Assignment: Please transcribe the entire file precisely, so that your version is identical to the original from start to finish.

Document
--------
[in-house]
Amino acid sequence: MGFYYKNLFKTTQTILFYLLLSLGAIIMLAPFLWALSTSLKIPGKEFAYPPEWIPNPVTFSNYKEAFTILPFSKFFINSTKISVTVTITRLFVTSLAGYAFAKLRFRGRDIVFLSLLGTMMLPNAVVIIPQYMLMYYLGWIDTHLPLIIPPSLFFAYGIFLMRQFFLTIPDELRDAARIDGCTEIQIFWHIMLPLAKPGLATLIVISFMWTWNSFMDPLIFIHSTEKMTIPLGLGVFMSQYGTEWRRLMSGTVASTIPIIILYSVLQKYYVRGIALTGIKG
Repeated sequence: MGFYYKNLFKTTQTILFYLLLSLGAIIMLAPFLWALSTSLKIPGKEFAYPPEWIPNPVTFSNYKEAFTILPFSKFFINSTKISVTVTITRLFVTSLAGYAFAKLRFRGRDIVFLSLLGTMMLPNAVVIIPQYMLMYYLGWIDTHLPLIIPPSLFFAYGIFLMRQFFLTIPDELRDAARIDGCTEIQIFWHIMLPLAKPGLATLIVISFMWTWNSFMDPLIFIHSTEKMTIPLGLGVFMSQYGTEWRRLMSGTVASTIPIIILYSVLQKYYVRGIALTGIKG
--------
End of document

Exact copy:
[in-house]
Amino acid sequence: MGFYYKNLFKTTQTILFYLLLSLGAIIMLAPFLWALSTSLKIPGKEFAYPPEWIPNPVTFSNYKEAFTILPFSKFFINSTKISVTVTITRLFVTSLAGYAFAKLRFRGRDIVFLSLLGTMMLPNAVVIIPQYMLMYYLGWIDTHLPLIIPPSLFFAYGIFLMRQFFLTIPDELRDAARIDGCTEIQIFWHIMLPLAKPGLATLIVISFMWTWNSFMDPLIFIHSTEKMTIPLGLGVFMSQYGTEWRRLMSGTVASTIPIIILYSVLQKYYVRGIALTGIKG
Repeated sequence: MGFYYKNLFKTTQTILFYLLLSLGAIIMLAPFLWALSTSLKIPGKEFAYPPEWIPNPVTFSNYKEAFTILPFSKFFINSTKISVTVTITRLFVTSLAGYAFAKLRFRGRDIVFLSLLGTMMLPNAVVIIPQYMLMYYLGWIDTHLPLIIPPSLFFAYGIFLMRQFFLTIPDELRDAARIDGCTEIQIFWHIMLPLAKPGLATLIVISFMWTWNSFMDPLIFIHSTEKMTIPLGLGVFMSQYGTEWRRLMSGTVASTIPIIILYSVLQKYYVRGIALTGIKG